An Innovator is a Collaborator who is a problem-solving powerhouse, and they span the whole bottom half of the chart. Innovators can either have a background in your problem area or can be someone with a fresh perspective – both mentalities can be incredibly useful depending on your situation. People who embody the mindset of Team Toolkit are my go-to Innovators.
Solidly in the lower right Authority/Champion quadrant is the Accelerator – think of them as someone who will help catapult your idea. They’ve got high-powered connections and stay up to date with the current trends. The strategic prowess of an Accelerator means they are the ones who can help develop and refine your idea. These Collaborators are moving quickly from success to success and can help you do the same.
Finally, at the center of this chart is a person with a wide network, the Connector. They’re the Collaborator who seems to know everyone. Having a Connector introduce you to someone they know personally is often more successful than cold-emailing someone with whom you want to grab a virtual coffee. They can be your gateway to many of the other Collaborators in this chart.
I hope this post has helped you view mentors through a new frame of reference. If you have any questions, feel free to reach out and grab a virtual cup of coffee (or tea!) with me.
The Lotus Blossom ideation tool is one of the most popular in the toolkit, and it’s also one of the simplest. This is a great way to help a team quickly come up with a large quantity of high quality ideas, in a format that is structured, binned, and categorized. A complete Lotus Blossom, with all the petals filled in, can be a really useful artifact for the team to refer to as the work progresses.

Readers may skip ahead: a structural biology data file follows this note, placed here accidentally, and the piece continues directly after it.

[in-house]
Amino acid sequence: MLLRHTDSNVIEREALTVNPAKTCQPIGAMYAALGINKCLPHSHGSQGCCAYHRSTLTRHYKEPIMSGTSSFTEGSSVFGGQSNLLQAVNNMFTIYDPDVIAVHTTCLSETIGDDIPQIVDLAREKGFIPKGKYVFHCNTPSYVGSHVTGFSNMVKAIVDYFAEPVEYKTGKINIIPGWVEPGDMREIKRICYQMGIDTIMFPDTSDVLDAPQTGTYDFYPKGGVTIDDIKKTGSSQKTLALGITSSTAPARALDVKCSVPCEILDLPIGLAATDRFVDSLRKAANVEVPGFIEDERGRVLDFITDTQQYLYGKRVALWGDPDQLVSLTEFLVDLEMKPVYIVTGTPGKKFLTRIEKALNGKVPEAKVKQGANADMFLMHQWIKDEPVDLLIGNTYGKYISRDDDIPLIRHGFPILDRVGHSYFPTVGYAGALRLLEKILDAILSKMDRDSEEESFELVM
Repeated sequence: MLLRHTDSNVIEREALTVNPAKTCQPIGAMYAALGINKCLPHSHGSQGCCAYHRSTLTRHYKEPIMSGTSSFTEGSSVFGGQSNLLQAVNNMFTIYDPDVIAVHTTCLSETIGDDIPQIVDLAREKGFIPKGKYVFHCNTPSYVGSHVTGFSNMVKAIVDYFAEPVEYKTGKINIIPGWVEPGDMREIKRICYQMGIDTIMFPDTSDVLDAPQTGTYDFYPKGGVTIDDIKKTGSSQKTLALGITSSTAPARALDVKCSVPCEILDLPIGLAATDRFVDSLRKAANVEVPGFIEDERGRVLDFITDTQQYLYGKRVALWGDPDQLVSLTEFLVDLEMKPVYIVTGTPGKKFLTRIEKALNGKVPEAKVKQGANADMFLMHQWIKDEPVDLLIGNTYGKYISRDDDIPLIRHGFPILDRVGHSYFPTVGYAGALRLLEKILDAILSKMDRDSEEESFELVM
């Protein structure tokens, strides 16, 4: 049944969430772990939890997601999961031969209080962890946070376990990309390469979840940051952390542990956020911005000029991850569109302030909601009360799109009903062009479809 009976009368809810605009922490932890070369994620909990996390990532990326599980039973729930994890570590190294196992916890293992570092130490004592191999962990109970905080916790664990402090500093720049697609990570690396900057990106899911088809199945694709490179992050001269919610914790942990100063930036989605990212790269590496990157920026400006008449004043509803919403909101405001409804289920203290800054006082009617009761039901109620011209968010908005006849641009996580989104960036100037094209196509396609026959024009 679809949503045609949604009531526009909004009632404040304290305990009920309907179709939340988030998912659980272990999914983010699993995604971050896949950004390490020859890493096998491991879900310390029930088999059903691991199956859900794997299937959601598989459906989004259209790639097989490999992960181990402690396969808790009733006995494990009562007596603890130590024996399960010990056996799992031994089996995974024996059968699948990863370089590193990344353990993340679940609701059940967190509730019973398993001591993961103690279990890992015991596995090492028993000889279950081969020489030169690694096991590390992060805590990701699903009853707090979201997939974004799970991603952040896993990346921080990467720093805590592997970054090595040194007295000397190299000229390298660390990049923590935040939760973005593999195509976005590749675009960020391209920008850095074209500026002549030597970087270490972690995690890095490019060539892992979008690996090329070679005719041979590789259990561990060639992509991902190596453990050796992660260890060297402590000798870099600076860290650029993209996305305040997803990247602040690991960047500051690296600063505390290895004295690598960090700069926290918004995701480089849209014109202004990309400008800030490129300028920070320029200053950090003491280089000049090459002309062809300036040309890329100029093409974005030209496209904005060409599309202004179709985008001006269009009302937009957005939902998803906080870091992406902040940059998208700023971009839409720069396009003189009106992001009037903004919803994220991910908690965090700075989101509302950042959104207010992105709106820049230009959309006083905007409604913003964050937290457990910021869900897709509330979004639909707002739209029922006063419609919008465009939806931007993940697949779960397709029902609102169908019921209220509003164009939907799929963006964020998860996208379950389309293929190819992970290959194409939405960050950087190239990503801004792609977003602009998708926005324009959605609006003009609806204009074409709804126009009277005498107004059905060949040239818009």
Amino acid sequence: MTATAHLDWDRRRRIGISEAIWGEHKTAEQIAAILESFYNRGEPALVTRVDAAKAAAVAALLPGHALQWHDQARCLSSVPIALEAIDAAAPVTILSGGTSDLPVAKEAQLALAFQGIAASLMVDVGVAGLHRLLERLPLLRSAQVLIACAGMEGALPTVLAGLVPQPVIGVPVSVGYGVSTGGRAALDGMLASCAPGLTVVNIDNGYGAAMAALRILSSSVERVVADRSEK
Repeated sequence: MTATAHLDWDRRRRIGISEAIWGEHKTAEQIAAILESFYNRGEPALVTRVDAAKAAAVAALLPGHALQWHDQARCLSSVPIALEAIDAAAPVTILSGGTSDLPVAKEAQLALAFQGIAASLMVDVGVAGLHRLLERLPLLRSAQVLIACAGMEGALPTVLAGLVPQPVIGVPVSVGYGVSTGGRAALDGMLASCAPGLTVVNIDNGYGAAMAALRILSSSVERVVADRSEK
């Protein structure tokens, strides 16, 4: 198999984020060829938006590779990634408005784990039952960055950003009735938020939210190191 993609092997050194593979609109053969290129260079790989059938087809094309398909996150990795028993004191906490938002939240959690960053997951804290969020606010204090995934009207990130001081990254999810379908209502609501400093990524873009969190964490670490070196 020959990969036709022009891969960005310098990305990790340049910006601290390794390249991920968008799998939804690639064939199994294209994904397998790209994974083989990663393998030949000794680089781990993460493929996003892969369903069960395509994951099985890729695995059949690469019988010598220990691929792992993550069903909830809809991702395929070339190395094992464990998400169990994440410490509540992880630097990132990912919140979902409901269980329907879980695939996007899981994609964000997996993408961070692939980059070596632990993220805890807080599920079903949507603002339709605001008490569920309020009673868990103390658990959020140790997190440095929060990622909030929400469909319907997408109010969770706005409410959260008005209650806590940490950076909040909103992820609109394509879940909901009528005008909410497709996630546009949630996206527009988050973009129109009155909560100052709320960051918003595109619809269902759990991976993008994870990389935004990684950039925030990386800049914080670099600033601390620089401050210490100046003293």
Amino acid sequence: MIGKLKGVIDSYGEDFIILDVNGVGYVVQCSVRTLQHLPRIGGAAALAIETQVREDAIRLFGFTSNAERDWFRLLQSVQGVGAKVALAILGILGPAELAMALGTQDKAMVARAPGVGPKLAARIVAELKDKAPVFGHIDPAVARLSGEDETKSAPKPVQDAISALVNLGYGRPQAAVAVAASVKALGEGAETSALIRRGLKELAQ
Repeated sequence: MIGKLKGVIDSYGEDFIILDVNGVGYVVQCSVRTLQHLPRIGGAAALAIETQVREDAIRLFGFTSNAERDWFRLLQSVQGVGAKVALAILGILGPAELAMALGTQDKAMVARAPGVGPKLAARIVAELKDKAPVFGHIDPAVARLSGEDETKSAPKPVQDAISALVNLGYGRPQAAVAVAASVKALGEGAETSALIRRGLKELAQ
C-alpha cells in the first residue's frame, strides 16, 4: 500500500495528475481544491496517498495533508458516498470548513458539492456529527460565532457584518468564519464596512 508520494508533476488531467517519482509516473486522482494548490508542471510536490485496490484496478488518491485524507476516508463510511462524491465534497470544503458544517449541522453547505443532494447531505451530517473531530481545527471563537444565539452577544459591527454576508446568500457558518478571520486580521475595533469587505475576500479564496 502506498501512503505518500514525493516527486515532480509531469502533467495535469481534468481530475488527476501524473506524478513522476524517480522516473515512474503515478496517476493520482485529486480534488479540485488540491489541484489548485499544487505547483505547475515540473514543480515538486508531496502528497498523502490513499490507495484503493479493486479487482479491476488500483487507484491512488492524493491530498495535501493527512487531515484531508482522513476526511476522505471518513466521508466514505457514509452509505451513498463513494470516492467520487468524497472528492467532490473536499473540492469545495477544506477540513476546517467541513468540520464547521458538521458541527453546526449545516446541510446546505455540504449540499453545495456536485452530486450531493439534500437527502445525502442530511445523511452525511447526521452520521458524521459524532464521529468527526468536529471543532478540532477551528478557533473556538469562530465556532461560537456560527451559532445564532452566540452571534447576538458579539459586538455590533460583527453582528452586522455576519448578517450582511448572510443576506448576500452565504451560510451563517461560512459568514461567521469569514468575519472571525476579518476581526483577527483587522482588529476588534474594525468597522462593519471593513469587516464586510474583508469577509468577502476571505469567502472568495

But don’t let the simplicity of the tool fool you. There are some subtle nuances and non-obvious applications & implications hidden in this tool, and it can be a challenging one to use well. Let’s take a closer look at some common patterns and missteps.
When a team is filling out a Lotus Blossom I often notice that one blossom has a lot of blank petals while another is fully populated or even overstuffed with more than eight. As a facilitator I like to direct the team’s attention to the blank blossom and encourage them to explore that idea in more depth. Is there a reason we’re not filling that one out? Is it a good reason?